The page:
variable would equal that sample.

Bayesian Probability represents a level of certainty relating to a potential outcome or idea. This is in contrast to a frequentist probability that represents the frequency with which a particular outcome will occur over any number of trials. An event with Bayesian probability of .6 (or 60%) should be interpreted as stating "With confidence 60%, this event contains the true outcome", whereas a frequentist interpretation would view it as stating "Over 100 trials, we should observe event X approximately 60 times." The difference is more apparent when discussing ideas. A frequentist will not assign probability to an idea; either it is true or false and it cannot be true 6 times out of 10.

Bayesian is relating to statistical methods based on Bayes' theorem.

Bayes' Theorem describes the probability of an event, based on prior knowledge of conditions that might be related to the event. Decisions

Bayesian Inference is a method of statistical inference in which Bayes' theorem is used to update the probability for a hypothesis as more evidence or information becomes available.

Statistical Inference is the process of deducing properties of an underlying probability distribution by analysis of data. Inferential statistical analysis infers properties about a population: this includes testing hypotheses and deriving estimates. The population is assumed to be larger than the observed data set; in other words, the observed data is assumed to be sampled from a larger population. Inferential statistics can be contrasted with descriptive statistics. Descriptive statistics is solely concerned with properties of the observed data, and does not assume that the data came from a larger population.

If Function Algorithms

Bellman Equation is a necessary condition for optimality associated with the mathematical optimization method known as dynamic programming. It writes the value of a decision problem at a certain point in time in terms of the payoff from some initial choices and the value of the remaining decision problem that results from those initial choices. This breaks a dynamic optimization problem into simpler subproblems, as Bellman's "Principle of Optimality" prescribes.

Reliability (statistics) is consistency that produces similar results under consistent conditions.

Ratings - Truth

Average is the sum of a list of numbers divided by the number of numbers in the list. In mathematics and statistics, this would be called the arithmetic mean. In statistics, mean, median, and mode are all known as measures of central tendency.

Mean is the sum of a collection of numbers divided by the number of numbers in the collection. The collection is often a set of results of an experiment, or a set of results from a survey.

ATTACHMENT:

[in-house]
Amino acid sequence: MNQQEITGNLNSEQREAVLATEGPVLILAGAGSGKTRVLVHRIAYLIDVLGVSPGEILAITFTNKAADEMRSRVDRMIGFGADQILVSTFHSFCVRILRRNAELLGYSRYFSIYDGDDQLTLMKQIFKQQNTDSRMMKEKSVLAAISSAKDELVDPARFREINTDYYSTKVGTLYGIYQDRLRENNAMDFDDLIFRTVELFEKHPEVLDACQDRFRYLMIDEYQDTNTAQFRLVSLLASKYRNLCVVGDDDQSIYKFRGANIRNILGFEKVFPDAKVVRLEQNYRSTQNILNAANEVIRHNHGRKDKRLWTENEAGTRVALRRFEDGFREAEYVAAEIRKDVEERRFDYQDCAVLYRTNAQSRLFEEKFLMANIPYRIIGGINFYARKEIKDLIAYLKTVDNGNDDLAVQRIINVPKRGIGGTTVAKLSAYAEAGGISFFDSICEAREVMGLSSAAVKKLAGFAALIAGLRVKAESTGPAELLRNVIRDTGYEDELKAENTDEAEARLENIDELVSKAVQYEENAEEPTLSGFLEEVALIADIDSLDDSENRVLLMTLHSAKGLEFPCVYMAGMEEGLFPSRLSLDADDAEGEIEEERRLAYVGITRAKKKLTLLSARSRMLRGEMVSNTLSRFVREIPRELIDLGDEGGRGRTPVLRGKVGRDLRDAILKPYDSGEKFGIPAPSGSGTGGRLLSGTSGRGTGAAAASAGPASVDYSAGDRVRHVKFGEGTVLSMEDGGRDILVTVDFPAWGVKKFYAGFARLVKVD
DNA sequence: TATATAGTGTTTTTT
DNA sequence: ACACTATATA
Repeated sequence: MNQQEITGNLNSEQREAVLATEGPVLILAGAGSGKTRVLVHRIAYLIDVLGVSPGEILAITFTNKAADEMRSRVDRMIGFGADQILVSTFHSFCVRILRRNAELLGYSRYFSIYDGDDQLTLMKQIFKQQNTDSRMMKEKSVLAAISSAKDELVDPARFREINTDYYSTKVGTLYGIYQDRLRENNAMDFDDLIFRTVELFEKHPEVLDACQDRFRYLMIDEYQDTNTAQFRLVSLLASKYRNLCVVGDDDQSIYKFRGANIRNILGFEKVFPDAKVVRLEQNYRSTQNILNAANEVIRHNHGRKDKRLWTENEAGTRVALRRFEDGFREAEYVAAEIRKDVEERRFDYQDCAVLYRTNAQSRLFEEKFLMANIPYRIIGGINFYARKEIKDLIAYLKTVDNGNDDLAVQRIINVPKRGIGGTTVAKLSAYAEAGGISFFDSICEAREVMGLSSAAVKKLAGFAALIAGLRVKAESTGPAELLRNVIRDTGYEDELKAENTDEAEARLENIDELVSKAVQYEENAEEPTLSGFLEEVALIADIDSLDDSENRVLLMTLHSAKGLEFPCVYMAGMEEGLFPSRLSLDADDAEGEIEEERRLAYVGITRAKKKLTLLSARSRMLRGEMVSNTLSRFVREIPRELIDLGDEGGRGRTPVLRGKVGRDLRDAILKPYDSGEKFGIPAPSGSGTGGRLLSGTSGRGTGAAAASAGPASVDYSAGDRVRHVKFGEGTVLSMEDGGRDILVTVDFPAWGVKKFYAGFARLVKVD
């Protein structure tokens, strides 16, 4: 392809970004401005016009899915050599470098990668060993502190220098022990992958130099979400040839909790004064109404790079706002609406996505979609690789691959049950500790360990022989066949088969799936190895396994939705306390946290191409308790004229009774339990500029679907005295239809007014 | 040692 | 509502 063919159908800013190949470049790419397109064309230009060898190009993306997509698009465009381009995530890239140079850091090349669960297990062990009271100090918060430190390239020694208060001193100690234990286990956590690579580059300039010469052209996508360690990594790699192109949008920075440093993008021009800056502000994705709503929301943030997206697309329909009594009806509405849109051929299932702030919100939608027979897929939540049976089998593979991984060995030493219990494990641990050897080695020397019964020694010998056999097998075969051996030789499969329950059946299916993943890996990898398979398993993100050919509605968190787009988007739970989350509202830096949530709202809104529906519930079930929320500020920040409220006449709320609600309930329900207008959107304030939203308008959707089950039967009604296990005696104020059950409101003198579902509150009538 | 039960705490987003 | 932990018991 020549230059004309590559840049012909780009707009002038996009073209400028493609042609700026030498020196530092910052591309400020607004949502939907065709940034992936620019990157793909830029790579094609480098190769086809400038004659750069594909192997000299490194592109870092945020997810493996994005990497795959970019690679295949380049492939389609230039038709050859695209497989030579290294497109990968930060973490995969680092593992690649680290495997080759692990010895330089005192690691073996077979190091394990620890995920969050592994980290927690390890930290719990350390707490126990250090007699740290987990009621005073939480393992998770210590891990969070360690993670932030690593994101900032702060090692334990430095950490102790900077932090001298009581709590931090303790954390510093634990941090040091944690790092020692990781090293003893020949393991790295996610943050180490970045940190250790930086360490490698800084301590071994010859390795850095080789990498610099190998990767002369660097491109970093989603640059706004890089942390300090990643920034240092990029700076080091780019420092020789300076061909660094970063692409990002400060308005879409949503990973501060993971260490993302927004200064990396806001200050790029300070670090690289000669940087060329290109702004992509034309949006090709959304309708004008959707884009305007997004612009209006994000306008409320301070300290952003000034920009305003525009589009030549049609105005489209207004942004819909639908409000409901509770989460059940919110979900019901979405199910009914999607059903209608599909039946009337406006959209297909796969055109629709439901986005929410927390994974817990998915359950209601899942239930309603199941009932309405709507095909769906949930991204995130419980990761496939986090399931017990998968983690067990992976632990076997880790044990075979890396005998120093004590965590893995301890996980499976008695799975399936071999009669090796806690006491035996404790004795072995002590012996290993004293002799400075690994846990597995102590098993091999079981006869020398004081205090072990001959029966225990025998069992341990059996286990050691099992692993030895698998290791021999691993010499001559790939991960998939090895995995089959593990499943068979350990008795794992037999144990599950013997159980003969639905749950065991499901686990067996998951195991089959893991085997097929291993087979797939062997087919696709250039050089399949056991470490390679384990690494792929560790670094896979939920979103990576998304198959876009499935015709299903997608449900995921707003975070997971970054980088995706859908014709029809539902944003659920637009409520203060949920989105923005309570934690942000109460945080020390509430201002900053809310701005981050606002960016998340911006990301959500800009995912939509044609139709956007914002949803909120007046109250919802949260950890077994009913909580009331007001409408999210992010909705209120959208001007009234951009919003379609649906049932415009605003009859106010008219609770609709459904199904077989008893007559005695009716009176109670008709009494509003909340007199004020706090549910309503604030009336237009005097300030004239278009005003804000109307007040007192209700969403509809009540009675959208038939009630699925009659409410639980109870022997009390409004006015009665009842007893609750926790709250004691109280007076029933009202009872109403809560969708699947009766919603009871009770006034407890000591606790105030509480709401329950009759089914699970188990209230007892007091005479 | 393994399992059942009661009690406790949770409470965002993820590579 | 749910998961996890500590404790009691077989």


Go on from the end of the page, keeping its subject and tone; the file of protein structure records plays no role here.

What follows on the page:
Percentage is a number or ratio expressed as a fraction of 100. It is often denoted using the percent sign, "%", or the abbreviations "pct.", "pct"; sometimes the abbreviation "pc" is also used. A percentage is a dimensionless number (pure number).

Parameter is any characteristic that can help in defining or classifying a particular system (meaning an event, project, object, situation, etc.). That is, a parameter is an element of a system that is useful, or critical, when identifying the system, or when evaluating its performance, status, condition, etc. Parameter has more specific meanings within various disciplines, including mathematics, computing and computer programming, engineering, statistics, logic and linguistics. Within and across these fields, careful distinction must be maintained of the different usages of the term parameter and of other terms often associated with it, such as argument, property, axiom, variable, function, attribute, etc.

Luck - Comparisons

Estimate is an approximate calculation of quantity or degree. Judge tentatively or form an estimate of (quantities or time).

Estimation is the process of finding an approximation, a value that is usable for some purpose even if input data may be incomplete, uncertain, or unstable.

Estimation Statistics is a data analysis framework that uses a combination of effect sizes, confidence intervals, precision planning and meta-analysis to plan experiments, analyze data and interpret results.

Approximation is anything that is similar but not exactly equal to something else.

Approximation Error in when some data is the discrepancy between an exact value and some approximation to it. An approximation error can occur because the measurement of the data is not precise due to the instruments. (e.g., the accurate reading of a piece of paper is 4.5 cm but since the ruler does not use decimals, you round it to 5 cm.) or approximations are used instead of the real data (e.g., 3.14 instead of π).

Order of Approximation refers to formal or informal terms for how precise an approximation is, and to indicate progressively more refined approximations: in increasing order of precision, a zeroth-order approximation, a first-order approximation, a second-order approximation, and so forth. Informally, it is simply the level of precision used to represent quantities which are not perfectly known.

Approximate Number System an adult could distinguish 100 items versus 115 items without counting.

Parallel Individuation System is a non-symbolic cognitive system that supports the representation of numerical values from zero to three (in infants) or four (in adults and non-human animals). It is one of the two cognitive systems responsible for the

representation of number, the other one being the approximate number system. Unlike the approximate number system, which is not precise and provides only an estimation of the number, the parallel individuation system is an exact system and encodes the exact numerical identity of the individual items. The parallel individuation system has been attested in human adults, non-human animals, such as fish and human infants, although performance of infants is dependent on their age and task